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Re: universal languages

From: Peter F. Patel-Schneider <pfps@research.bell-labs.com>
Date: Thu, 01 Feb 2001 15:03:58 -0500
To: connolly@w3.org
Cc: danbri@w3.org, timbl@w3.org, horrocks@cs.man.ac.uk, www-rdf-logic@w3.org
Message-Id: <20010201150358U.pfps@research.bell-labs.com>
From: Dan Connolly <connolly@w3.org>
Subject: Re: universal languages
Date: Thu, 01 Feb 2001 13:41:47 -0600

> I don't know what Montague logic is, but I'd like to learn.
> Sounds interesting.

Here are some pointers to work about Montague logic.  I haven't
investigated the references works, but my pointers are not web-accessible.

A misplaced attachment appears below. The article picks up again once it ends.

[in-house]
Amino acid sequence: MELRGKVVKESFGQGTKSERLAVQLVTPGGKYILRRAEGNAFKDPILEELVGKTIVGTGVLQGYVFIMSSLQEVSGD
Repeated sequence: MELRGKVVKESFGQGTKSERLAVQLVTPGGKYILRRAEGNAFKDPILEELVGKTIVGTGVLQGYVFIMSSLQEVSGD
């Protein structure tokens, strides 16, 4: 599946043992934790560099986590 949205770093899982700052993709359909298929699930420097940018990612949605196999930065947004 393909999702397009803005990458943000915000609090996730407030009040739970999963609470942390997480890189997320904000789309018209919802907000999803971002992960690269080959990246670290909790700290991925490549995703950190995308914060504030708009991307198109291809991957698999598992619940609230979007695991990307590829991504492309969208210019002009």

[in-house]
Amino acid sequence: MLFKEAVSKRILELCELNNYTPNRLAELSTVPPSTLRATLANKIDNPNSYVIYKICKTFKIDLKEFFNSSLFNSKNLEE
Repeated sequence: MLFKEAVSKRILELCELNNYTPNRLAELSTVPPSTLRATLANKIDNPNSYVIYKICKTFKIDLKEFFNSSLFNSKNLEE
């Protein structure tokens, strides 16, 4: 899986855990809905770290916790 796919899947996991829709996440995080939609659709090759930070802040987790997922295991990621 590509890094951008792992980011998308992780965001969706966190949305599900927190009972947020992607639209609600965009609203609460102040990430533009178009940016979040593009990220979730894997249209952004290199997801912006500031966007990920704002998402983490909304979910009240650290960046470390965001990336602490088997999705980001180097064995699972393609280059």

Two appropriate references to Montague logic are a course outline
(http://semantics.phil.kcl.ac.uk/howard/montague.html) and small piece of a
web version of a paper on logic and AI by Selmer Bringsjord and David
Ferrucci (http://www.rensselaer.edu/~brings/LOG+AI/lai/node10.html).
Neither of these will be enough to understand Montague logic, but if you
are truely interested, they will at least provide good pointers.

Also, here is my tiny summary of Montague logic:

Montague logic is an intensional modal logic initially designed to
represent the meaning of natural language utterances.  It is highly
expressive, and thus computationally difficult.  Whether it is actually
sufficient to truely represent even a reasonable fraction of natural
language utterances is open to debate.

Peter Patel-Schneider
Received on Thursday, 1 February 2001 15:05:40 UTC

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